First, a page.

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Mike Fleetham Mike's Thinking Classroom Blog

05

On Belief in Others

Thinking Classroom exists because of five people, apart from Lucy and I. These folks didn't invest money in it, expecting a return; they didn't advise on a certain business model or approach; they didn't and don't work for us. They all did something far greater. They all believed that Thinking Classroom would work. And their belief in me allowed me to believe more fully in myself, and in the direction I wanted to take.

I mention this now because one of the five is no longer with us, passing away recently; my good friend and believer Becky, claimed like so many, by cancer.

I pause to think what will happen to her belief in me and the many, many other people she held in her heart and mind now that she's gone. Will it fade and dwindle or will it rise up 'Obi-Wan-like', becoming far more powerful after being struck down. The latter I guess. I hope. I know.

I first met Becky in a baker's in Southsea. I was still developing my pedagogical feet in the classroom. A few months later her daughter showed up in my year 3 class, followed swiftly by a very perceptive comment, from Becky, in the home reading diary. She challenged me to think about the whole process of reading and the value of effective dialogue with parents.

From then on Becky became my friend, my conscience, my believer and my advocate. She and her family were there as I got to grips with Multiple Intelligences, with Thinking Skills, accelerated learning and emotional intelligence in the classroom. Little by little my learning philosophy emerged and thinking classroom evolved and all the while Becky was around, quietly believing, occasionally nudging, once in a while correcting, but always perfectly aligned with the purpose and passion.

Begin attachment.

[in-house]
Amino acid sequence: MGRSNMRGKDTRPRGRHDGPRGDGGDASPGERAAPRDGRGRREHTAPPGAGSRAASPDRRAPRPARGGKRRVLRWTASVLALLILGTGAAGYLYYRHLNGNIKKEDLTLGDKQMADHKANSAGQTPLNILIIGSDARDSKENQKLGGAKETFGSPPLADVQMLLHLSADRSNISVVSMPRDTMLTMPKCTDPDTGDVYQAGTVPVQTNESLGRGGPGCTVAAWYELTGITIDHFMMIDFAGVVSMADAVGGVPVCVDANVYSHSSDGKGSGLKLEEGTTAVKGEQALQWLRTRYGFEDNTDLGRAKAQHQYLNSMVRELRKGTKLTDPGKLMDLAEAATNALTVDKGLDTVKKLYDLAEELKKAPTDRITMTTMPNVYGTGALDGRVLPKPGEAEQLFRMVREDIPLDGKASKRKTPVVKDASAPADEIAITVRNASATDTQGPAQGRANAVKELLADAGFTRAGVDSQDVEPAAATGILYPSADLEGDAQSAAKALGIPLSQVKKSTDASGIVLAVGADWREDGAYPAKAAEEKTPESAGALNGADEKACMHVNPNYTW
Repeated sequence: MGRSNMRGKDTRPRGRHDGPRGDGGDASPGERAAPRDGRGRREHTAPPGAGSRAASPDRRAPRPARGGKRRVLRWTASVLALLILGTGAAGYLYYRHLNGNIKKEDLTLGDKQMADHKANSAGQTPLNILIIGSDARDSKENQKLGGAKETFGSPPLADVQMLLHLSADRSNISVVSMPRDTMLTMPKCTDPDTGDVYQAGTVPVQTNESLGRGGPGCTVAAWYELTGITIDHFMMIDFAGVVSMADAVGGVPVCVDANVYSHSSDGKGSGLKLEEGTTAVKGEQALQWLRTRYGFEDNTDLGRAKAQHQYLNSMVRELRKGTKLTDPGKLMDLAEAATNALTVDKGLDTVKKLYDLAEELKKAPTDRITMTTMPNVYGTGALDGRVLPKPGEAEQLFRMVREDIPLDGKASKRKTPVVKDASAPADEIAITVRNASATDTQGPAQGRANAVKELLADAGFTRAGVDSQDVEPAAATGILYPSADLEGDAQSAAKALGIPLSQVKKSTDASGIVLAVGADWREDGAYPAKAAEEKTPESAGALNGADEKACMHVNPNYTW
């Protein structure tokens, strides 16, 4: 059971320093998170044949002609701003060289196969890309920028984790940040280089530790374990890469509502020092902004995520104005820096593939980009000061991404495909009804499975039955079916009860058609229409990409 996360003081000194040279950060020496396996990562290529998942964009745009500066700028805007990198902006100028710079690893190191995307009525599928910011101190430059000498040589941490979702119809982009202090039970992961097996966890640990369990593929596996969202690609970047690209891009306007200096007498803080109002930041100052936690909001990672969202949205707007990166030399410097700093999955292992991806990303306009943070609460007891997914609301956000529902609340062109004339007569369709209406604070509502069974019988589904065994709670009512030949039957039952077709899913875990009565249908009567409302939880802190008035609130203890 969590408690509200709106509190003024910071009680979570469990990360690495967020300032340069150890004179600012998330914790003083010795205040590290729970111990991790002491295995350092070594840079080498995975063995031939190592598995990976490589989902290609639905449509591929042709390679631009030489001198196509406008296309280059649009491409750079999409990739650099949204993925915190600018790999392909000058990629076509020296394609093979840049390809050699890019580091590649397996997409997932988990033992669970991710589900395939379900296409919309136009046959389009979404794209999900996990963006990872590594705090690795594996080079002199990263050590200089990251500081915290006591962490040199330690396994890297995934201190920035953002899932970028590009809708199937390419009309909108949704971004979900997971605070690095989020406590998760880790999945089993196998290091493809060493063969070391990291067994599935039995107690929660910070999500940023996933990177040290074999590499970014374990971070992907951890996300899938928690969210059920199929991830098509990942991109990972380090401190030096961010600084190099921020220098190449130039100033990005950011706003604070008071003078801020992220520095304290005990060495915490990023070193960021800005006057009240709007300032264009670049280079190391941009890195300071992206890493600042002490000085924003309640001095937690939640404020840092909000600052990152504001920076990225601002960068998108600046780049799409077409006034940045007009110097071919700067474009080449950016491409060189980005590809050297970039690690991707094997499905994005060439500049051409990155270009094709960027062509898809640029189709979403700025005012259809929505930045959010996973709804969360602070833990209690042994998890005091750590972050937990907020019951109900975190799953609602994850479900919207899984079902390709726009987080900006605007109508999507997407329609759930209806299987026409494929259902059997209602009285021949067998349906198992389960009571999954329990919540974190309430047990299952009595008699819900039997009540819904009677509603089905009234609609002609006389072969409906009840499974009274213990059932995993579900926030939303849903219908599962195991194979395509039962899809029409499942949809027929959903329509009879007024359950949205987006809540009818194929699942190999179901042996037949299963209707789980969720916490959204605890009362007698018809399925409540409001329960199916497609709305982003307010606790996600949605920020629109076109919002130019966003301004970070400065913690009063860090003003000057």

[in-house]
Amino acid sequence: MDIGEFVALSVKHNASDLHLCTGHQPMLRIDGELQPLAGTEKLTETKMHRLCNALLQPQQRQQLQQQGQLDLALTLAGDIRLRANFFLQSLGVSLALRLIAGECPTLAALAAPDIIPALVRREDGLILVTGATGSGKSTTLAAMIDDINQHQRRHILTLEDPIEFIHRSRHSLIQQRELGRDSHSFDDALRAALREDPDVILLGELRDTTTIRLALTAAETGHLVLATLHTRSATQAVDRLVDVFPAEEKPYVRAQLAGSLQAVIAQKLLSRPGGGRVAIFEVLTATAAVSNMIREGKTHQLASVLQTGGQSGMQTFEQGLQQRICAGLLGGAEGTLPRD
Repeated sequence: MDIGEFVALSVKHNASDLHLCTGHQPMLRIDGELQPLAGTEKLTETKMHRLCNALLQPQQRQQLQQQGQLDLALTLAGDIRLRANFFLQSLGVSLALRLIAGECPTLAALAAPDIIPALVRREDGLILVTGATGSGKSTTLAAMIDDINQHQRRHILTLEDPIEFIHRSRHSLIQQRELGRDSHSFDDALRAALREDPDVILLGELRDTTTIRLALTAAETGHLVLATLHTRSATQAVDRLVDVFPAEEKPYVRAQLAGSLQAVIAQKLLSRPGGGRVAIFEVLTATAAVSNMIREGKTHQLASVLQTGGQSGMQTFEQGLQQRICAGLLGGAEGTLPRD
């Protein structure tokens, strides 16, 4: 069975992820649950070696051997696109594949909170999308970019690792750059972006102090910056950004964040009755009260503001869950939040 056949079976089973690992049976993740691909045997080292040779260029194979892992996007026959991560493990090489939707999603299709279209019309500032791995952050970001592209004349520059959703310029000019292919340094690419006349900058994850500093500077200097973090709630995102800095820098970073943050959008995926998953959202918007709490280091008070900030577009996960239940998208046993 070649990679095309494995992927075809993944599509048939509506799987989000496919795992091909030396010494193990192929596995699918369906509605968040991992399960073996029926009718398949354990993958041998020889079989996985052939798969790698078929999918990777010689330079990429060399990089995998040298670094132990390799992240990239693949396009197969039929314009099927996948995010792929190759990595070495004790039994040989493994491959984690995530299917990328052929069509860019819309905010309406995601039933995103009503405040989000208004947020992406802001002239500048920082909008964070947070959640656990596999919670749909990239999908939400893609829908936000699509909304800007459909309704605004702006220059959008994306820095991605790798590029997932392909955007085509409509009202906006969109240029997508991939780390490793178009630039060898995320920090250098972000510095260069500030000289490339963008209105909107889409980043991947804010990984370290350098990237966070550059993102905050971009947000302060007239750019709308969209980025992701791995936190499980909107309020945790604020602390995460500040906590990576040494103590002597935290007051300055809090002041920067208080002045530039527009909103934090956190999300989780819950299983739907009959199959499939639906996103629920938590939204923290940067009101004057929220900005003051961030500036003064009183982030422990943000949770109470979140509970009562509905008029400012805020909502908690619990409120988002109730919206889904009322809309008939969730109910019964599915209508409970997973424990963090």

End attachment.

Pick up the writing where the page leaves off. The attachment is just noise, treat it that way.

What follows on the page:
Religion does not and should not have sole rights on belief and faith. And science would have a few thoughts to throw in here too I bet. But this is not the place for that debate. Belief is what you want it to be and for me, now, here, today it's about how one woman did nothing but hold an idea in her heart yet how that holding helped cause so much more to be created.

You are a guardian of learning; a custodian of the next generation and I believe in you. I believe that you have dedicated your life to the world and to its most valuable profession. And I trust that you will feel able to carry the same strength of belief with you, belief in yourself and your gifts, in your purpose and your service, but more than anything carry that strength as a solid, unshakable belief in every one of the children who face you each day.

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